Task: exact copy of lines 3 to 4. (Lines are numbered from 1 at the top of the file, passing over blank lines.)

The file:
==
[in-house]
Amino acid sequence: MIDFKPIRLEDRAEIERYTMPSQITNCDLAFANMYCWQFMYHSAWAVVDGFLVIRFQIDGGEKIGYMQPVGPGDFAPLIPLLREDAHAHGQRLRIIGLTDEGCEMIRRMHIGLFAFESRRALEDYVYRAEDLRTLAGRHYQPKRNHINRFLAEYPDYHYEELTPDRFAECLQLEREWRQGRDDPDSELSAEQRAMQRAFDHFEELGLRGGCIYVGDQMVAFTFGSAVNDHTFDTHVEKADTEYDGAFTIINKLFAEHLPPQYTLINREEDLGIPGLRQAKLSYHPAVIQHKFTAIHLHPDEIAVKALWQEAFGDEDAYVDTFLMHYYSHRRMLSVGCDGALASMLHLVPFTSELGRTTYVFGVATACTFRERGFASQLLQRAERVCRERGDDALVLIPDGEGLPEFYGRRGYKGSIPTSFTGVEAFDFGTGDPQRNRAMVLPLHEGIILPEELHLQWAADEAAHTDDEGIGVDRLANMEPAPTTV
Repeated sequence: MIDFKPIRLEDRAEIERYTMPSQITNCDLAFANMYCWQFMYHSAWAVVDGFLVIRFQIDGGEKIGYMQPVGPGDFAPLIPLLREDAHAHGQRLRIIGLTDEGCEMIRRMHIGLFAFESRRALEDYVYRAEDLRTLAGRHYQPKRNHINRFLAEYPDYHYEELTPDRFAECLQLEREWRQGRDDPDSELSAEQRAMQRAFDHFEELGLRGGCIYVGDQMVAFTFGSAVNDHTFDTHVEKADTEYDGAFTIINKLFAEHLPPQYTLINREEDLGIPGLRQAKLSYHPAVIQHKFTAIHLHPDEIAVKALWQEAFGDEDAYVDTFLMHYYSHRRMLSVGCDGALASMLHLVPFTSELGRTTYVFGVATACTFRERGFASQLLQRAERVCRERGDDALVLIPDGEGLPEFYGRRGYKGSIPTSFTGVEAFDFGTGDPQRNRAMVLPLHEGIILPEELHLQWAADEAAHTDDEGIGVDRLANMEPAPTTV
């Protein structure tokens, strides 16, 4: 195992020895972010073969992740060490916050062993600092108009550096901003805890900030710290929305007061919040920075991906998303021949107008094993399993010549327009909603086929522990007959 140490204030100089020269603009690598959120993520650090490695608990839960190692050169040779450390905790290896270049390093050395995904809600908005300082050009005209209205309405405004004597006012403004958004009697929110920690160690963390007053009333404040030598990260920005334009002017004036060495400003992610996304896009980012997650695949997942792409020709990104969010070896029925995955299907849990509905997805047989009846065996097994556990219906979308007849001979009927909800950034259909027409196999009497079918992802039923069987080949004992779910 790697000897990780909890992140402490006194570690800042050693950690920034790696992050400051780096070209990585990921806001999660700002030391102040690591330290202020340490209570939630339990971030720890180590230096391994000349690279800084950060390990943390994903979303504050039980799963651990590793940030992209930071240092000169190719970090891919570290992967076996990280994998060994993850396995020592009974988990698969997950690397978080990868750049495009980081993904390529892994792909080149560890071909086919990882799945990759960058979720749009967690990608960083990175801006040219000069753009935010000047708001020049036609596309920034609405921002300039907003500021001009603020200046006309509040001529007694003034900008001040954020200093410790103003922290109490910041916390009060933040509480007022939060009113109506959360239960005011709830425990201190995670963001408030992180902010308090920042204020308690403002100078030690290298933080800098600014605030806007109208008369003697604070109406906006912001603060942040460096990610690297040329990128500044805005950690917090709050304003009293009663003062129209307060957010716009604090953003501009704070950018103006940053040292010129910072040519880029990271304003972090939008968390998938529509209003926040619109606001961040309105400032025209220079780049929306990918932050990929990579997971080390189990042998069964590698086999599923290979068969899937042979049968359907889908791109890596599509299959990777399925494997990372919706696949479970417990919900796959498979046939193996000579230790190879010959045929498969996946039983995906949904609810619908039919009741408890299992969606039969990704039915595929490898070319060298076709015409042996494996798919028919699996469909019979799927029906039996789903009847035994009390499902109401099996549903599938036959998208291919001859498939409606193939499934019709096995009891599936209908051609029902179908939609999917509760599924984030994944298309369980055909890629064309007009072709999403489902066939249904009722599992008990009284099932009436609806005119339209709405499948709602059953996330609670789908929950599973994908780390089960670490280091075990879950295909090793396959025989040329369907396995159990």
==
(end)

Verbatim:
Repeated sequence: MIDFKPIRLEDRAEIERYTMPSQITNCDLAFANMYCWQFMYHSAWAVVDGFLVIRFQIDGGEKIGYMQPVGPGDFAPLIPLLREDAHAHGQRLRIIGLTDEGCEMIRRMHIGLFAFESRRALEDYVYRAEDLRTLAGRHYQPKRNHINRFLAEYPDYHYEELTPDRFAECLQLEREWRQGRDDPDSELSAEQRAMQRAFDHFEELGLRGGCIYVGDQMVAFTFGSAVNDHTFDTHVEKADTEYDGAFTIINKLFAEHLPPQYTLINREEDLGIPGLRQAKLSYHPAVIQHKFTAIHLHPDEIAVKALWQEAFGDEDAYVDTFLMHYYSHRRMLSVGCDGALASMLHLVPFTSELGRTTYVFGVATACTFRERGFASQLLQRAERVCRERGDDALVLIPDGEGLPEFYGRRGYKGSIPTSFTGVEAFDFGTGDPQRNRAMVLPLHEGIILPEELHLQWAADEAAHTDDEGIGVDRLANMEPAPTTV
């Protein structure tokens, strides 16, 4: 195992020895972010073969992740060490916050062993600092108009550096901003805890900030710290929305007061919040920075991906998303021949107008094993399993010549327009909603086929522990007959 140490204030100089020269603009690598959120993520650090490695608990839960190692050169040779450390905790290896270049390093050395995904809600908005300082050009005209209205309405405004004597006012403004958004009697929110920690160690963390007053009333404040030598990260920005334009002017004036060495400003992610996304896009980012997650695949997942792409020709990104969010070896029925995955299907849990509905997805047989009846065996097994556990219906979308007849001979009927909800950034259909027409196999009497079918992802039923069987080949004992779910 790697000897990780909890992140402490006194570690800042050693950690920034790696992050400051780096070209990585990921806001999660700002030391102040690591330290202020340490209570939630339990971030720890180590230096391994000349690279800084950060390990943390994903979303504050039980799963651990590793940030992209930071240092000169190719970090891919570290992967076996990280994998060994993850396995020592009974988990698969997950690397978080990868750049495009980081993904390529892994792909080149560890071909086919990882799945990759960058979720749009967690990608960083990175801006040219000069753009935010000047708001020049036609596309920034609405921002300039907003500021001009603020200046006309509040001529007694003034900008001040954020200093410790103003922290109490910041916390009060933040509480007022939060009113109506959360239960005011709830425990201190995670963001408030992180902010308090920042204020308690403002100078030690290298933080800098600014605030806007109208008369003697604070109406906006912001603060942040460096990610690297040329990128500044805005950690917090709050304003009293009663003062129209307060957010716009604090953003501009704070950018103006940053040292010129910072040519880029990271304003972090939008968390998938529509209003926040619109606001961040309105400032025209220079780049929306990918932050990929990579997971080390189990042998069964590698086999599923290979068969899937042979049968359907889908791109890596599509299959990777399925494997990372919706696949479970417990919900796959498979046939193996000579230790190879010959045929498969996946039983995906949904609810619908039919009741408890299992969606039969990704039915595929490898070319060298076709015409042996494996798919028919699996469909019979799927029906039996789903009847035994009390499902109401099996549903599938036959998208291919001859498939409606193939499934019709096995009891599936209908051609029902179908939609999917509760599924984030994944298309369980055909890629064309007009072709999403489902066939249904009722599992008990009284099932009436609806005119339209709405499948709602059953996330609670789908929950599973994908780390089960670490280091075990879950295909090793396959025989040329369907396995159990």